Fresh from surviving an inferno that engulfed his family traveling home on a New Jersey highway, Jonathan Wood will bring “The Raptor Project,” thrilling demonstrations of birds of prey, to Animals & Acrobats—an early American traveling circus featuring juggling, tightrope walking, magic, horse and wagon rides, and touchable farm animals—at Van Cortlandt Manor. It’s just one of a number of family activities that are part of Animals & Acrobats, which re-creates an early American circus.
Mr. Wood’s traveling menagerie of live eagles, hawks, falcons, and owls—many of which were rescued by Mr. Wood from tragic circumstances—will be on display during all three days of the event, which takes place 10-5 p.m. at Van Cortlandt Manor, Saturday, May 27; Sunday, May 28; and Memorial Day, Monday, May 29.
On Dec. 5, 2005, Mr. Wood and his family survived a devastating fire that destroyed their traveling home and show trailer. “Flames that originated in the engine compartment quickly engulfed our entire 40-foot rig and within minutes, spread to our 20-foot show trailer containing our live eagles, hawks, falcons, and owls,” said Mr. Wood. Miraculously, Mr. Wood and his family were unhurt, and all the birds survived. Though some “Raptor Project” shows had to be cancelled, the group is now back on the road.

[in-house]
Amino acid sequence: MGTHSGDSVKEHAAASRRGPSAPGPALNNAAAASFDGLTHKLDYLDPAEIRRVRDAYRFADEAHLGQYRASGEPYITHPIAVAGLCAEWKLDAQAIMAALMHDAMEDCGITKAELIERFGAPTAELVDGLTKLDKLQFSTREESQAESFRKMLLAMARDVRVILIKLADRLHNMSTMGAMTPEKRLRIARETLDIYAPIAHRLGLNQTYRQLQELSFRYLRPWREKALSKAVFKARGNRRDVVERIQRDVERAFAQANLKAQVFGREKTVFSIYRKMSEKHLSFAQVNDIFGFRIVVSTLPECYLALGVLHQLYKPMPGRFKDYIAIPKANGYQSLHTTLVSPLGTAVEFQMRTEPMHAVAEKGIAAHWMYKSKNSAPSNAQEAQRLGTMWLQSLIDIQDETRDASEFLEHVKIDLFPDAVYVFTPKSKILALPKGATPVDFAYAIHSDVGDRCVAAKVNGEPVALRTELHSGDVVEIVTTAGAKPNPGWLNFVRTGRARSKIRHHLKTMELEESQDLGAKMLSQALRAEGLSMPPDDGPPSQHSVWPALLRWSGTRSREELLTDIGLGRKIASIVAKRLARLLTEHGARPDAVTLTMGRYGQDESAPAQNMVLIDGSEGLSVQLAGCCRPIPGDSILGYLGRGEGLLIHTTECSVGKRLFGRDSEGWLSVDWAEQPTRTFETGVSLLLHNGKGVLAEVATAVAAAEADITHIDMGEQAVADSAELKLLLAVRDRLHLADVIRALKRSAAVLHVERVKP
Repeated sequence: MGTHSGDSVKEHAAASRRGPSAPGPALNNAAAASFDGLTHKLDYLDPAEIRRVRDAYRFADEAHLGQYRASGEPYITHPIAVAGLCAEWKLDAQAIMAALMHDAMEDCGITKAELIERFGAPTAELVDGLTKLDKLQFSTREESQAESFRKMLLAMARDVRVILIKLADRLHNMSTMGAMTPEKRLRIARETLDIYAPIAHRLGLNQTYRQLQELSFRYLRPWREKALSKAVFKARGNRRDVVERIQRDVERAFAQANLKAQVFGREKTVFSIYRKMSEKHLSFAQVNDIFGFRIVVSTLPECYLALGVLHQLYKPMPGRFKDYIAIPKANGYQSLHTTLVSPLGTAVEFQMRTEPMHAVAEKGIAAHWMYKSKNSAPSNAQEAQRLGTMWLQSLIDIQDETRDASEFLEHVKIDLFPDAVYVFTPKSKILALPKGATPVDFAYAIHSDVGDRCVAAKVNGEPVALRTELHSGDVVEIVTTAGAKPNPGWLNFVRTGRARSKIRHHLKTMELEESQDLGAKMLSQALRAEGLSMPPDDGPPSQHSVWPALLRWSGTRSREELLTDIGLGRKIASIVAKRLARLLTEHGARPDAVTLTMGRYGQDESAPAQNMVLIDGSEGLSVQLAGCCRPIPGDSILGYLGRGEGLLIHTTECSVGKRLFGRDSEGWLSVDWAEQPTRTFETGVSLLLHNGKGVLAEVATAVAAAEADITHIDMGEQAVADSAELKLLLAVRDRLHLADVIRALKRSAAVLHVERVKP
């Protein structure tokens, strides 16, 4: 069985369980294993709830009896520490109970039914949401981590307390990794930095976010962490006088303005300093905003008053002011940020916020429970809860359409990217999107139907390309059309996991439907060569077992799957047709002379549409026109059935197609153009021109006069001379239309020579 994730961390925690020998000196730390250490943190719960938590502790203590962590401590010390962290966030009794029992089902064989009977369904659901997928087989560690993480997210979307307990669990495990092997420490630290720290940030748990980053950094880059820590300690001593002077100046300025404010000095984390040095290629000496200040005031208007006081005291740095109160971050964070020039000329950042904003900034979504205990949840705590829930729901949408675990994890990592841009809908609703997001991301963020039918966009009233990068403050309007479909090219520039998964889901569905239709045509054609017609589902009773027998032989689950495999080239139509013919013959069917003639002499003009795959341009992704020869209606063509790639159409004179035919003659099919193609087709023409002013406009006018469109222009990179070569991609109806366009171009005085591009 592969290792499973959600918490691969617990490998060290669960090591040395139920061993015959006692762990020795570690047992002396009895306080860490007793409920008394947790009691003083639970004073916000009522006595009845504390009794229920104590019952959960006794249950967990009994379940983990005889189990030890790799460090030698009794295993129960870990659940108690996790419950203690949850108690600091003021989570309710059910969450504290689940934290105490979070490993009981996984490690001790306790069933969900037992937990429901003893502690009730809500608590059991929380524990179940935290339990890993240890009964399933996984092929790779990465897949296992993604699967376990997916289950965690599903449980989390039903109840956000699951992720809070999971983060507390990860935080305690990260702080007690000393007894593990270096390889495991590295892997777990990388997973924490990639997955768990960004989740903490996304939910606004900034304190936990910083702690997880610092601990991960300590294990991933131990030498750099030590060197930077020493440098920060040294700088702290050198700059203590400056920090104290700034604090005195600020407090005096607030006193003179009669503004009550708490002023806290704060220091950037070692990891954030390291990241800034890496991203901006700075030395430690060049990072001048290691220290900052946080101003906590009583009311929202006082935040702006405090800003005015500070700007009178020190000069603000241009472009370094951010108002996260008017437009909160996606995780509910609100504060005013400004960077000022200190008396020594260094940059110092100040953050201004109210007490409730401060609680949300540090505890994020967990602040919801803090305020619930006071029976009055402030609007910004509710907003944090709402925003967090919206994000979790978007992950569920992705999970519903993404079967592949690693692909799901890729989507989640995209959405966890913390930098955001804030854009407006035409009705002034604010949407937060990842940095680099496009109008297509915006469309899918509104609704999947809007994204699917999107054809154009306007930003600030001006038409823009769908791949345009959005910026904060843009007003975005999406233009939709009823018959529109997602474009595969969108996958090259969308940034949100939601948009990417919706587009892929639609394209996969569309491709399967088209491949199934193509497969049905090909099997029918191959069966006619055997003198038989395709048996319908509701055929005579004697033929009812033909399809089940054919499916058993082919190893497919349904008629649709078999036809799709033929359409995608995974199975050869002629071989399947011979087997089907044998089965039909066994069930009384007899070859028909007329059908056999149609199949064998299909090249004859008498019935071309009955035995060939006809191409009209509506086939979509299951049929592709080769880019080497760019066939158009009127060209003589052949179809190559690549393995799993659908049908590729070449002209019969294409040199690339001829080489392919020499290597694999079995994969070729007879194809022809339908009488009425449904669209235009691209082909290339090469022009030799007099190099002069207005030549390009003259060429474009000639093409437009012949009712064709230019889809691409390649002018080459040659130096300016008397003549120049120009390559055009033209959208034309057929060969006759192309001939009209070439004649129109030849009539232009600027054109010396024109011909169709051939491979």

Besides Mr. Wood’s animals, Animals & Acrobats will feature Percheron horse and wagon rides (Sunday and Monday only), and “Small Farm on the Moo-ve,” a program presented by students from the Green Chimneys School in Brewster, New York, that features farm animals kids can touch (Saturday and Sunday only, noon-4). Organizers will bring chickens, ducks, rabbits, a piglet, baby goats, and sheep to Van Cortlandt Manor and talk about the animals and how to care for them.
Animals & Acrobats is an opportunity for visitors to experience an early American traveling circus, complete with juggler Will Shaw; magic by “Mr. Bailey”; tightrope walker Bruce Robertson-Smith; story telling with April Armstrong; Fred Greenspan’s Punch & Judy Shows; fortune-telling by mystic Glenda Hughes; music by Jim Keyes and Felix Farrar; and of course, an array of picnic foods.
The early American circus, which is brought to life during Animals & Acrobats, originated two hundred years ago when Americans took to the road in great numbers. Each spring and summer men, women, and children left the settled regions of the eastern seaboard, looking for new lands to farm. Scattered among these migrants were a small number of men, and occasionally women, who made a meager living as itinerant entertainers, carrying acts on their backs, or across a saddle, fascinating audiences with entertainment that has been popular for thousands of years.
Admission to Van Cortlandt Manor is $10 for adults; $9 for seniors; $6 for children 5-17; and free for children under 5 and HHV members. Van Cortlandt Manor, a Historic Hudson Valley site, is at 525 South Riverside Avenue (off Route 9) in Croton-on-Hudson. the Croton Point Avenue exit from Route 9 and follow the signs. For information, please call 914-271-8981 or go to www.hudsonvalley.org.